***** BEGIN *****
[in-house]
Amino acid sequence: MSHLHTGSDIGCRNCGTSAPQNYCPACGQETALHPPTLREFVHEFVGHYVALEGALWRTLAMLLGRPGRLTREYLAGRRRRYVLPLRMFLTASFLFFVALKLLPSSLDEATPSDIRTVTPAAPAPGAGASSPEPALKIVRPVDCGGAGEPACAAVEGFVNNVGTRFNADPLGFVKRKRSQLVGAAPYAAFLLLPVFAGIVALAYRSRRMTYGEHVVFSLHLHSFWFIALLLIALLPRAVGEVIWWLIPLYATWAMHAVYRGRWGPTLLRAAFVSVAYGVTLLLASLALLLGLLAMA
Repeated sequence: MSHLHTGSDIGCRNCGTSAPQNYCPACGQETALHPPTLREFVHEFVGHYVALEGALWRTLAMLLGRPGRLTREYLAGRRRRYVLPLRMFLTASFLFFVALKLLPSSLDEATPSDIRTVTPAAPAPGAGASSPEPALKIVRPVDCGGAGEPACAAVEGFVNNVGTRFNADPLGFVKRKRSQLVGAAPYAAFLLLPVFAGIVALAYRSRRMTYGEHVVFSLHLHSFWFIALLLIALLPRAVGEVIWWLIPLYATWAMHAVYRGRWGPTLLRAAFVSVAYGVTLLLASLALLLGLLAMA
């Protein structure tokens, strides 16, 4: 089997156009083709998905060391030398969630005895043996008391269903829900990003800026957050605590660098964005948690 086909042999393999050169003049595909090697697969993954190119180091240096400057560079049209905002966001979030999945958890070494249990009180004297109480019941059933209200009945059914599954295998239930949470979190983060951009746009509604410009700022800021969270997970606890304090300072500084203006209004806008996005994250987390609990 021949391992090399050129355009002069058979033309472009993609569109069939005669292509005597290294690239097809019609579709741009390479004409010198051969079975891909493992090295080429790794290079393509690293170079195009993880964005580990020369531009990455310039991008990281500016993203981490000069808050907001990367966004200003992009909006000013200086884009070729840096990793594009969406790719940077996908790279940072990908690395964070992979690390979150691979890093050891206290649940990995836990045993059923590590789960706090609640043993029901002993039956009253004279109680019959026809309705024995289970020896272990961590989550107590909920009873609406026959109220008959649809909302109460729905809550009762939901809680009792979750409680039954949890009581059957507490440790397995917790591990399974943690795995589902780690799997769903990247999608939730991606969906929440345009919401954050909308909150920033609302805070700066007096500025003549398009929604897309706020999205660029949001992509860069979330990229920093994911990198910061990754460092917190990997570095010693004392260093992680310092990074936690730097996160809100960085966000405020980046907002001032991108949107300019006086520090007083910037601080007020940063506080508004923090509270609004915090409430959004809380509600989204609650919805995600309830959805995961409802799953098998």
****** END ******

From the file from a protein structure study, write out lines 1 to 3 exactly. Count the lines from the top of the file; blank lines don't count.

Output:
[in-house]
Amino acid sequence: MSHLHTGSDIGCRNCGTSAPQNYCPACGQETALHPPTLREFVHEFVGHYVALEGALWRTLAMLLGRPGRLTREYLAGRRRRYVLPLRMFLTASFLFFVALKLLPSSLDEATPSDIRTVTPAAPAPGAGASSPEPALKIVRPVDCGGAGEPACAAVEGFVNNVGTRFNADPLGFVKRKRSQLVGAAPYAAFLLLPVFAGIVALAYRSRRMTYGEHVVFSLHLHSFWFIALLLIALLPRAVGEVIWWLIPLYATWAMHAVYRGRWGPTLLRAAFVSVAYGVTLLLASLALLLGLLAMA
Repeated sequence: MSHLHTGSDIGCRNCGTSAPQNYCPACGQETALHPPTLREFVHEFVGHYVALEGALWRTLAMLLGRPGRLTREYLAGRRRRYVLPLRMFLTASFLFFVALKLLPSSLDEATPSDIRTVTPAAPAPGAGASSPEPALKIVRPVDCGGAGEPACAAVEGFVNNVGTRFNADPLGFVKRKRSQLVGAAPYAAFLLLPVFAGIVALAYRSRRMTYGEHVVFSLHLHSFWFIALLLIALLPRAVGEVIWWLIPLYATWAMHAVYRGRWGPTLLRAAFVSVAYGVTLLLASLALLLGLLAMA